This week I’m chatting with Spanish international dressage rider Agustin Gracia Garrido. Based in Spain where he combines studying for a business administration degree along with riding, Agustin plans to be a full time professional rider once his studies are completed . Read on to discover more about Agustin, his ambitions, and top tips for success
Tell us about you
My name is Agustin, I am twenty one years old and from Spain. I have ridden internationally for 12 years. I have been part of the national Spanish team two times, the first one in children in Vidauban in 2014 and the second one was last year in Hartpury competing in Young Riders. I love the international competition.
I am actually finishing my degree of Business Administration which is very difficult to combine with our sport, but I think is one of the best way to be a better athlete in the future because every formation you take helps you to be better in every aspect on your life.
I am currently training as a rider with Enrique Cruces, he has been training me since I was fourteen years old. For me Enrique is like my reference in dressage, he is the one who has taught me everything I know and who has been training me during these years of competition.
How did your horses come into your life?
Now I am working with Bounty and Delhi, the start forming part of my team in 2018. Bounty is a Hanoverian 9 years old gelding and Delhi is also a Hanoverian and she is a 7 years old mare. We were looking for a young horse and we went several times to Germany and Netherlands and finally we found Delhi and then Bounty at the same stable. I competed in the last European Championship with Bounty, and Delhi is my future project, I think she could be a very good mare but we have to keep training hard.
How long have you been riding?
I have been riding horses since I was seven/eight years old. However, the first years it was like a game but I started training serious for the competition very early when I was nine years old. Every time I get on a horse I try to enjoy and learn as if it was the first and last time I’m going to do it.
When and where do you ride?
I try to train every day because when I have university exams I have to give priority to the exams for a few days, but thanks to the good team I have we organize it in such a way that I can optimize most of the time I’m on the block so I can finish as soon as possible and go home to study.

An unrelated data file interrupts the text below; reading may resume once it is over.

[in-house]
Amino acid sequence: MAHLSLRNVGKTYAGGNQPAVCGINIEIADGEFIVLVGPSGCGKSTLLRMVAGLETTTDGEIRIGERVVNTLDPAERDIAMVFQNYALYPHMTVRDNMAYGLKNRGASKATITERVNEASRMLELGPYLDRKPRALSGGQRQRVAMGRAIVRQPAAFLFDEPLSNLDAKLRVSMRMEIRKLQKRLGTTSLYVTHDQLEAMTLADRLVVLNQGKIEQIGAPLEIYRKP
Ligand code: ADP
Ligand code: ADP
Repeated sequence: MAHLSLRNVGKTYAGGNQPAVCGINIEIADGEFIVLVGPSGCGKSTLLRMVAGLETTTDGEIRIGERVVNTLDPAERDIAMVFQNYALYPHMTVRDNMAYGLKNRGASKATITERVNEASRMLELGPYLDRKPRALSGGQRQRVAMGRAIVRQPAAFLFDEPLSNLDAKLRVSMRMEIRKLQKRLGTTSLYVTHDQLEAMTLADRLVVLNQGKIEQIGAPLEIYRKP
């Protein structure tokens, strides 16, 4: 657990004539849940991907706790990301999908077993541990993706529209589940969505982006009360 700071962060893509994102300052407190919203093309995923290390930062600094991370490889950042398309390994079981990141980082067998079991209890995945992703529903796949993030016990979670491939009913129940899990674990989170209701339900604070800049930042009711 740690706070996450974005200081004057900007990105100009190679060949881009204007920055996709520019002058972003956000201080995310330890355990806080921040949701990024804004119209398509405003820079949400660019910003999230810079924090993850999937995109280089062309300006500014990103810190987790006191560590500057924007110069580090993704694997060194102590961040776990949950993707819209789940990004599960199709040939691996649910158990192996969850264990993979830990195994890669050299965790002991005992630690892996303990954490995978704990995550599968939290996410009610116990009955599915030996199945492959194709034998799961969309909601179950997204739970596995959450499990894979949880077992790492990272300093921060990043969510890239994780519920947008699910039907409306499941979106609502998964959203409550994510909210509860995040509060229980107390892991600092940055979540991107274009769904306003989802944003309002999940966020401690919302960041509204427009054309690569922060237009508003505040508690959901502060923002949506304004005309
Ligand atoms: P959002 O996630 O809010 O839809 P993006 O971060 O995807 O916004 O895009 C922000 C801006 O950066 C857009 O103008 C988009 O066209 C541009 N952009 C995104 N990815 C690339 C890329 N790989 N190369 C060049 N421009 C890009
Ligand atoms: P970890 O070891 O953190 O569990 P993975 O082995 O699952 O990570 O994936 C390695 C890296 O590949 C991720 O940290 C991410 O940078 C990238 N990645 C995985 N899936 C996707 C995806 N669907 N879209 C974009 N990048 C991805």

In a normal week we would train on the arena five days, of which three days would be normal work and the other two would be base work and then a last day of walking around the field.
How did you start riding?
I started riding because my father has loved horses always since he was a child and thanks to him, I had contact with horses since I was a child, and it was him who got me into the competition and today everything I do is thanks to him who is always supporting me and helping me every day.
What are you and your horses currently working on?
Well, this year is going to be hard because we changed to the U25 category, and we will try to compete as soon as possible, but I don’t know when we will be ready to do the U25. The objective with Bounty is to finish the season making the U25 and now we are working hard on it and I hope at the end of the year we could make a good U25. With Delhi we are working thinking also in the U25 but we are consolidating the Prix Saint Georges.
What do you love about riding?
What I like most about riding a horse is the bond that is created with the horse because it will become a partner with whom you will share good and bad moments but who you have to understand in spite of everything.
What would you like to be doing in the future and do you have any goals?
When I finished my degree I would like to dedicate all of my time riding horse and I would like to be as a professional rider. I think everybody who rides and compete internationally have the same goal to compete in a Olympic Games, so that’s my main goal I think.
Have you ever had to deal with nerves in riding?
Yes, of course, all of us who compete I believe that at some point we have had to deal with nerves and pressure. I think that knowing how to control your nerves is a very important factor to be able to advance in the competition, because if you can’t do it they will play a dirty trick on you in some important competition.
How do you deal with them?
I have always said that I had a before and after with nerves because in the first European Championships I competed I had a bad experience with them and that’s where I learned to control them. Now I consider I am a rider with a very cool head and able to manage very well the nerves and the pressure on important occasions.
Your Top Tip
Keep learning from everyone and never believe that you already know everything because in the horse world it will never be like that. Every horse is a blank book without writing and each one of them teaches you something new.
Down the Centre Line
Who would be your dream horse to ride?
Who is your equestrian hero?
My trainer Enrique Cruces
If you could have 5 people to dinner, who would they be?
Rafael Nadal, Jessica von Bredow-Werndl , Reiner Klimke, Fernando Alonso and my trainer
Favourite colour horse?
Favourite horse event?
European Championships and Young Horses world Championships
Favourite way to relax?
If you enjoyed meeting Agustin you might like to view more dressage rider “chatting with” interviews here You can keep up with Agustin’s progress and check out his instagram page here